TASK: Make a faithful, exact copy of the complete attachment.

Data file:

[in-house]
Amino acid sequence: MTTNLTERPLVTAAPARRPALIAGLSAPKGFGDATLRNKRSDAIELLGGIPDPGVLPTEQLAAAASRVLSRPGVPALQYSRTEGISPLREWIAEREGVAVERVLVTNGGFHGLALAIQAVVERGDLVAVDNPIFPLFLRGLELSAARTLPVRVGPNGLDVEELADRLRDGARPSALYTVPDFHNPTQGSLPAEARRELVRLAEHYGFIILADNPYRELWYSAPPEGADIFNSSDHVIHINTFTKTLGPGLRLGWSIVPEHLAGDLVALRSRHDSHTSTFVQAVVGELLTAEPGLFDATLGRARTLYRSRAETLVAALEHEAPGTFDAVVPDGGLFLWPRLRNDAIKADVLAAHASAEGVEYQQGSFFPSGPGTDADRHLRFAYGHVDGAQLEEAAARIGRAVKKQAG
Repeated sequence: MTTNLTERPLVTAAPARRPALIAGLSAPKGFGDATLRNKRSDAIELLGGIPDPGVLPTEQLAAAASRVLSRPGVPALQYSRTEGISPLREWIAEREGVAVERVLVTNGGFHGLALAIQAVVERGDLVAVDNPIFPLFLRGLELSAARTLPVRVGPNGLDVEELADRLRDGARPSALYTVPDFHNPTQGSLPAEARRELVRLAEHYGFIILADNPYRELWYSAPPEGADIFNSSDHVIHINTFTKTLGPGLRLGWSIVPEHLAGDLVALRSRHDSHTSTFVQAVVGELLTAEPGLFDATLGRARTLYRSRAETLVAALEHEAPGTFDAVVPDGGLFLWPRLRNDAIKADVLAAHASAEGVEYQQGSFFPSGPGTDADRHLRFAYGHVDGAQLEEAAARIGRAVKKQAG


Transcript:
[in-house]
Amino acid sequence: MTTNLTERPLVTAAPARRPALIAGLSAPKGFGDATLRNKRSDAIELLGGIPDPGVLPTEQLAAAASRVLSRPGVPALQYSRTEGISPLREWIAEREGVAVERVLVTNGGFHGLALAIQAVVERGDLVAVDNPIFPLFLRGLELSAARTLPVRVGPNGLDVEELADRLRDGARPSALYTVPDFHNPTQGSLPAEARRELVRLAEHYGFIILADNPYRELWYSAPPEGADIFNSSDHVIHINTFTKTLGPGLRLGWSIVPEHLAGDLVALRSRHDSHTSTFVQAVVGELLTAEPGLFDATLGRARTLYRSRAETLVAALEHEAPGTFDAVVPDGGLFLWPRLRNDAIKADVLAAHASAEGVEYQQGSFFPSGPGTDADRHLRFAYGHVDGAQLEEAAARIGRAVKKQAG
Repeated sequence: MTTNLTERPLVTAAPARRPALIAGLSAPKGFGDATLRNKRSDAIELLGGIPDPGVLPTEQLAAAASRVLSRPGVPALQYSRTEGISPLREWIAEREGVAVERVLVTNGGFHGLALAIQAVVERGDLVAVDNPIFPLFLRGLELSAARTLPVRVGPNGLDVEELADRLRDGARPSALYTVPDFHNPTQGSLPAEARRELVRLAEHYGFIILADNPYRELWYSAPPEGADIFNSSDHVIHINTFTKTLGPGLRLGWSIVPEHLAGDLVALRSRHDSHTSTFVQAVVGELLTAEPGLFDATLGRARTLYRSRAETLVAALEHEAPGTFDAVVPDGGLFLWPRLRNDAIKADVLAAHASAEGVEYQQGSFFPSGPGTDADRHLRFAYGHVDGAQLEEAAARIGRAVKKQAG